Sunday, August 1, 2010

Informed Consent vs. Medical Bullying

One of the biggest things that I have learned thus far is that women have the right to say no to interventions and procedures that they feel are not in their best interests. Before I got "that feeling" that something was not right with what my former OB was saying, I honestly thought that the professionals entrusted with my care had my best interests at heart. I did not realize that some OB's choose to lie and manipulate their patients to back up their "facts" and that I had to be the one to do my homework about everything involved in having a baby in modern America. Every childbearing woman in America has rights, which you can read here.

Most providers, I want to believe, will be open and honest regarding the risks and benefits to all the interventions pushed on birthing mothers today. However, there are some who choose to use their "professional" status to bully the patient. This includes brushing off whole topics, inflating statistics to support their opinion, graphic imagery to make a statement, and threats that are meant to stop the patient from questioning further.  Unfortunately, for women who are trying for a VBAC and even more so, a VBAMC (vaginal birth after multiple cesareans), these "scare tactics" are pretty common. Here is a great list of the tactics OB's and yes, even some midwives, will use to get a woman to "choose" a repeat c-section.

So what can you do if you are being bullied into interventions that you don't believe are medically necessary? The OB wants to induce you at 38 weeks, you are told you HAVE to have an epidural, the nurses won't let you move around, or you are told that you have no choice but to have a repeat cesarean....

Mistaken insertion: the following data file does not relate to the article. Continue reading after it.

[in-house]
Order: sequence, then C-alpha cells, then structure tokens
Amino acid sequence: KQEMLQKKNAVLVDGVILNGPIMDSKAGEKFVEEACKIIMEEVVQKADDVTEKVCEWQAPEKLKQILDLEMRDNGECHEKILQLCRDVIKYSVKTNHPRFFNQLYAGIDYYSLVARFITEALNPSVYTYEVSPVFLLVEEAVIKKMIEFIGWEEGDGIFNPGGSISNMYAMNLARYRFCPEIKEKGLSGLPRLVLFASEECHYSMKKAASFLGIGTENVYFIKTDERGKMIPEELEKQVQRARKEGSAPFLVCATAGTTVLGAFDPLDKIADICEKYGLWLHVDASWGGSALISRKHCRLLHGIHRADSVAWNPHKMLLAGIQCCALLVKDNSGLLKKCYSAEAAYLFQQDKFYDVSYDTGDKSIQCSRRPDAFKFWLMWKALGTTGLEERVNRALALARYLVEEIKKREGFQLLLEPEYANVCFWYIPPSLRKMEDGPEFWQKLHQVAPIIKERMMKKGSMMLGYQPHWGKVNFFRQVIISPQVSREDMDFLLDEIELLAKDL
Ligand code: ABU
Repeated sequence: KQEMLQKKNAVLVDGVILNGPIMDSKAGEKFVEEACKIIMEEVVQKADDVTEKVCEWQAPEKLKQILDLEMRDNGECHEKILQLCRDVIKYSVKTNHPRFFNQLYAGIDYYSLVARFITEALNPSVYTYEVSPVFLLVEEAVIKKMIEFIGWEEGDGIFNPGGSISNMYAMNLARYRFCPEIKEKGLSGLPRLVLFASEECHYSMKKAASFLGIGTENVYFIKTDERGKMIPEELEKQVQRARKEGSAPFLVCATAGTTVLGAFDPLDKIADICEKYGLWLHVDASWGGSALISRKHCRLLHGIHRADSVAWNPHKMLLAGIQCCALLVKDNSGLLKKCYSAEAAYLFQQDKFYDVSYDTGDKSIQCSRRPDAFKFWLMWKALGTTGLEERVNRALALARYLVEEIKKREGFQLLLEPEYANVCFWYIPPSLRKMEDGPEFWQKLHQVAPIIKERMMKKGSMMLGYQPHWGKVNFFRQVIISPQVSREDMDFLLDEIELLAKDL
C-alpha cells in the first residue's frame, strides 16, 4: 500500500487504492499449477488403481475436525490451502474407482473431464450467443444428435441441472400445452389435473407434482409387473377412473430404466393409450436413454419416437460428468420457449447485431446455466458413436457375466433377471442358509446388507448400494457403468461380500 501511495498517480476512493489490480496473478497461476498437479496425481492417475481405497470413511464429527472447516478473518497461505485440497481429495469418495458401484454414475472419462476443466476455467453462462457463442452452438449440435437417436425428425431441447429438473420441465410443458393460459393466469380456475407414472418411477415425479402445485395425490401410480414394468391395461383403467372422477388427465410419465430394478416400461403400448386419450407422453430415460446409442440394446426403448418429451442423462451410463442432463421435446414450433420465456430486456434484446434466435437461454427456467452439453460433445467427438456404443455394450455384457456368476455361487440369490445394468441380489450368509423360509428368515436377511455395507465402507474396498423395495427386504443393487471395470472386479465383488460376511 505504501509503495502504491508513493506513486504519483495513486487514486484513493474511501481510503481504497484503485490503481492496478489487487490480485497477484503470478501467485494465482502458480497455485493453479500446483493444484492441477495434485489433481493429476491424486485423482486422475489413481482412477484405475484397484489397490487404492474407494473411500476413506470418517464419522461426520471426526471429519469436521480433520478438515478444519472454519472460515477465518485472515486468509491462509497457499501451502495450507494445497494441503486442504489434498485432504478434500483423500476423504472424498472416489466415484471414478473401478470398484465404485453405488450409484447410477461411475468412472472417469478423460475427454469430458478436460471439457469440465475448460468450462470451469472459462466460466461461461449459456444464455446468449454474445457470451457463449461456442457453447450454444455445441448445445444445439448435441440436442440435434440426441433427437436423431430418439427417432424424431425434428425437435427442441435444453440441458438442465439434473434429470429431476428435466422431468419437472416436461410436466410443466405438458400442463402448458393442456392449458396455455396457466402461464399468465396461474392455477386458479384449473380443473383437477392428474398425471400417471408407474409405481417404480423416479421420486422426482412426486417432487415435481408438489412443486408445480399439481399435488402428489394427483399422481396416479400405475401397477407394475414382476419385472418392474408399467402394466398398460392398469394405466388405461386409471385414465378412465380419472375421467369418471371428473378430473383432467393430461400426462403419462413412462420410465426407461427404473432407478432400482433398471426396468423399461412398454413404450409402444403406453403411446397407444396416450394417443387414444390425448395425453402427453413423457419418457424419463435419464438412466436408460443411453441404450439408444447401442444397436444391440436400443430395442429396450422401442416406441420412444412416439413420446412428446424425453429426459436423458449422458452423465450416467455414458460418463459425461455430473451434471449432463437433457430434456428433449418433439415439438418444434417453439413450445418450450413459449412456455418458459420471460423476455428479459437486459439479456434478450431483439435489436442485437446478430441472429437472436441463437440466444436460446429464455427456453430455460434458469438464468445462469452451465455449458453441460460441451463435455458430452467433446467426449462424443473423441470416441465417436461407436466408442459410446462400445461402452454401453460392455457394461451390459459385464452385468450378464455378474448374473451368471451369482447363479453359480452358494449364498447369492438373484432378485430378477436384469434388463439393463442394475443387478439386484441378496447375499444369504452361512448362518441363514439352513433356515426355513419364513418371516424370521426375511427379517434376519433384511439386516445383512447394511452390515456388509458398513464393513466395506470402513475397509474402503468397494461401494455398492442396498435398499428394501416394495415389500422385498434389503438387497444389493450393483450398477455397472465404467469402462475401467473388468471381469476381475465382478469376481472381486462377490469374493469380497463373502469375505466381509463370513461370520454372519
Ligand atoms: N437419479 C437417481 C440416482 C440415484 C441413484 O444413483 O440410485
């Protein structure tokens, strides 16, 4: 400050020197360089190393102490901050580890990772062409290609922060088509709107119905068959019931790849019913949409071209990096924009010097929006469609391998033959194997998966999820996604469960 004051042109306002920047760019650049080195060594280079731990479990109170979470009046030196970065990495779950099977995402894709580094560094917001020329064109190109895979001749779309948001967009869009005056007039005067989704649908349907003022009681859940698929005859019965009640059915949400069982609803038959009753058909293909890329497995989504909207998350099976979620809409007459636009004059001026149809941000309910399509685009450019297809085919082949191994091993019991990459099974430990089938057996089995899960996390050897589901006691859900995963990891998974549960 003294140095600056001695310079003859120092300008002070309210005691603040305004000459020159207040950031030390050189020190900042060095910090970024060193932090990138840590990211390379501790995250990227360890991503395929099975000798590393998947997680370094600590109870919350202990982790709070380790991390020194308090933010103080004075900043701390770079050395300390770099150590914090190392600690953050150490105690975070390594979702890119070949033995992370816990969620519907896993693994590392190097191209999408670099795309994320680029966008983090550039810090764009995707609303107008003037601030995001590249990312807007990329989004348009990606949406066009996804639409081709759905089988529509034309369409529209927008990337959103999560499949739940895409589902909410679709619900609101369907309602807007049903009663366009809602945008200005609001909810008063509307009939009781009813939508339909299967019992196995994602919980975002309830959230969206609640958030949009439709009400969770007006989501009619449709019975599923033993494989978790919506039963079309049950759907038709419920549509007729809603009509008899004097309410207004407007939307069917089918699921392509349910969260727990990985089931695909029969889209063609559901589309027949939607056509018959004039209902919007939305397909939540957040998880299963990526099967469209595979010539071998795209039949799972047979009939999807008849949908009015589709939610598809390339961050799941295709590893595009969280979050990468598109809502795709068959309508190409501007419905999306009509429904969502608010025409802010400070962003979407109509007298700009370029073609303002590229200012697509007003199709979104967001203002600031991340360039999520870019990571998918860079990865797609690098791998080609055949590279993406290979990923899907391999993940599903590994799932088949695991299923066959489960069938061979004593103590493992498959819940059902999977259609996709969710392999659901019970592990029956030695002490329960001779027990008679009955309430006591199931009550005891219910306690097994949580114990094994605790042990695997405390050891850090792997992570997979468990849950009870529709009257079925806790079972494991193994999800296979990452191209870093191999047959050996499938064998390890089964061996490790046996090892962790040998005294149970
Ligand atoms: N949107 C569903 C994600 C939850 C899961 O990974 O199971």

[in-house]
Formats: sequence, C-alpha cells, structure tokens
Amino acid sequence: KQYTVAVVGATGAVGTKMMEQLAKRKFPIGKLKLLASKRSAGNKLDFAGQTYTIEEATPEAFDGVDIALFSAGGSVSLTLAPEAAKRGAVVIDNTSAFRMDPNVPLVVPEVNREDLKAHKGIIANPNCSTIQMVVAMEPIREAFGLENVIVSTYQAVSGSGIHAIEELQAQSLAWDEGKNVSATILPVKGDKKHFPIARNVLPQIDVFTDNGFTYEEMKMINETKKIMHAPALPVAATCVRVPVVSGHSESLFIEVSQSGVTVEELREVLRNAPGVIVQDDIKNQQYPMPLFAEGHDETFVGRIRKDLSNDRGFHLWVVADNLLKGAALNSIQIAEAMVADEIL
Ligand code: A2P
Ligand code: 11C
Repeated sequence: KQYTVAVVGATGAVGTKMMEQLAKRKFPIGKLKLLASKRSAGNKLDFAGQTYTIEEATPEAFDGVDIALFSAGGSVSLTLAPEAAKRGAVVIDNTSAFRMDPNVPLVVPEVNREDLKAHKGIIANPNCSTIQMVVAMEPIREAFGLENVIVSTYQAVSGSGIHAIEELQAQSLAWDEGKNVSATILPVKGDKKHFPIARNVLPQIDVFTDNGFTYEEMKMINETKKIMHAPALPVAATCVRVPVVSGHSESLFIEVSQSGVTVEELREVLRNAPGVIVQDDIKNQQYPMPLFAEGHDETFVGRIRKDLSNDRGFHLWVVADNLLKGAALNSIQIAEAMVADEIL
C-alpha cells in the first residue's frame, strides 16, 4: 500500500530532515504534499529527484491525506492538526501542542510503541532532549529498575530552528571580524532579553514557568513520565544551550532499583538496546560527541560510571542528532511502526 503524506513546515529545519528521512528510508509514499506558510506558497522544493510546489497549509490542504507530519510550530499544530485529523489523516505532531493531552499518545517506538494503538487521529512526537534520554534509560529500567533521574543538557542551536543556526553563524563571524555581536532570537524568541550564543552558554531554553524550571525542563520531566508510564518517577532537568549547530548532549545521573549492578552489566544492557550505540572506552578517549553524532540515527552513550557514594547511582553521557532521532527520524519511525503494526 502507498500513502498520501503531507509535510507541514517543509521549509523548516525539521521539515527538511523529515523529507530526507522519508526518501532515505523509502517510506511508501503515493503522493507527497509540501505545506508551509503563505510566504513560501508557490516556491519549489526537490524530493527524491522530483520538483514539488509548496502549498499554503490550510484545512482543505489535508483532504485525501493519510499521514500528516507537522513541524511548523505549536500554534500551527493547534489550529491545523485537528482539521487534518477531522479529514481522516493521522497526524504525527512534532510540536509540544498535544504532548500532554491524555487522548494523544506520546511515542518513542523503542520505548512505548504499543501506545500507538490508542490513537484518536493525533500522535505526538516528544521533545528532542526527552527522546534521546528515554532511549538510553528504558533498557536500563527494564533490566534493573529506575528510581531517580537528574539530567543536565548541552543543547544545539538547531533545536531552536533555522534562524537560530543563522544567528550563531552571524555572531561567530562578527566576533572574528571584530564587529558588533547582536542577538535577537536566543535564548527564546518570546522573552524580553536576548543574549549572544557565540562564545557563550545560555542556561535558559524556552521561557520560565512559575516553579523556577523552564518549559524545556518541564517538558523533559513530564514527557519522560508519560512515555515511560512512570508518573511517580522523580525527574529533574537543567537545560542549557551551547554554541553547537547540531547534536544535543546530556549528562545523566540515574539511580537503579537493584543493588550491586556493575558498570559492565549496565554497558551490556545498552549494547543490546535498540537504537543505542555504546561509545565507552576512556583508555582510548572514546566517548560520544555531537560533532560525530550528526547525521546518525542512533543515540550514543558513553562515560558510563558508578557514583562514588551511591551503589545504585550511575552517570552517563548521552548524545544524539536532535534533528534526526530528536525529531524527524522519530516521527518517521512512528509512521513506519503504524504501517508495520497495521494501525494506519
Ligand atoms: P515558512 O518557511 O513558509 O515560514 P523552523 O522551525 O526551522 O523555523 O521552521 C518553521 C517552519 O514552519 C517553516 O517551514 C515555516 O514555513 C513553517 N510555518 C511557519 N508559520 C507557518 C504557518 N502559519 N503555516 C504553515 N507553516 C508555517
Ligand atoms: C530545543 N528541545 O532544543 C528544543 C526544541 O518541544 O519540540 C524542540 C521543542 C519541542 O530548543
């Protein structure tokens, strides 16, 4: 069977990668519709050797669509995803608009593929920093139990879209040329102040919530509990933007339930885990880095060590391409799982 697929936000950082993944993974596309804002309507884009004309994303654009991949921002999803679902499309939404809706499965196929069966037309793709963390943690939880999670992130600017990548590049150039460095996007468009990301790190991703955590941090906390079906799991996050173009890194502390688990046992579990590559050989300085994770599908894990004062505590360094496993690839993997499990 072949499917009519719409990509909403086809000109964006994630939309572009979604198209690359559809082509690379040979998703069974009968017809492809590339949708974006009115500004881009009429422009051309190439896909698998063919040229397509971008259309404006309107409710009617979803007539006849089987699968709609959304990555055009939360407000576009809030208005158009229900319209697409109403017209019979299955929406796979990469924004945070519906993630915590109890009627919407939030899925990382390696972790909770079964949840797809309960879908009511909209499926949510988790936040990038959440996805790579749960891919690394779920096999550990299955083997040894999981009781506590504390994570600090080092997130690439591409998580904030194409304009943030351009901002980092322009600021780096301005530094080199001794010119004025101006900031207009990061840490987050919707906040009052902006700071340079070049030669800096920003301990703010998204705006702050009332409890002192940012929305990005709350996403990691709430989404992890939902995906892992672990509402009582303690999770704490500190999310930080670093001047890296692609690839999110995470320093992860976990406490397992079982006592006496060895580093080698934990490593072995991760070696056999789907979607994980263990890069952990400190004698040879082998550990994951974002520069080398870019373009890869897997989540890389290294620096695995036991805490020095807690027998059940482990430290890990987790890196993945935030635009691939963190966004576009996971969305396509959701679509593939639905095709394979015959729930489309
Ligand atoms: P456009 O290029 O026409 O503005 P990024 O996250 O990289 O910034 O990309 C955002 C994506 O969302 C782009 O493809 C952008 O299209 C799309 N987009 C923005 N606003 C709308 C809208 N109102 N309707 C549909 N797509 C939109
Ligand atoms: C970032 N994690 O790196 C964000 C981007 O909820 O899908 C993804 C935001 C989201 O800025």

1. Do your homework- there are great websites here that will inform you honestly about the risks and benefits to most of the common interventions such as Pitocin, artificially breaking the water, laboring on your back, etc. 
2. Make sure that your partner, doula, midwife, and labor coach know what you want for your birth and even more importantly WHY. When you are concentrating on labor the last thing you need is someone from your labor team pressuring you to go along with whatever suggestions the nurses and such are making! 
3. Ask questions- ask what other options there are, ask for a second opinion, ask for time to decide.
4. Go with your gut and listen to your body- if your body is telling you that you need to move then do it, if there is no medical reason for the intervention then decline.
5. Remember that even if you do decline and give your informed refusal to something, you have the right to change your mind. 

I know from recent experience that the more informed you are prior to giving birth the more prepared you will be to deal with various situations. I have no clue how this birth will go, what kind of support the hospital staff will give me or if I will have to constantly fight to remain in control of what is happening. But I truly feel that the more knowledge I have about the whole process, the better off me and Miss M will be!

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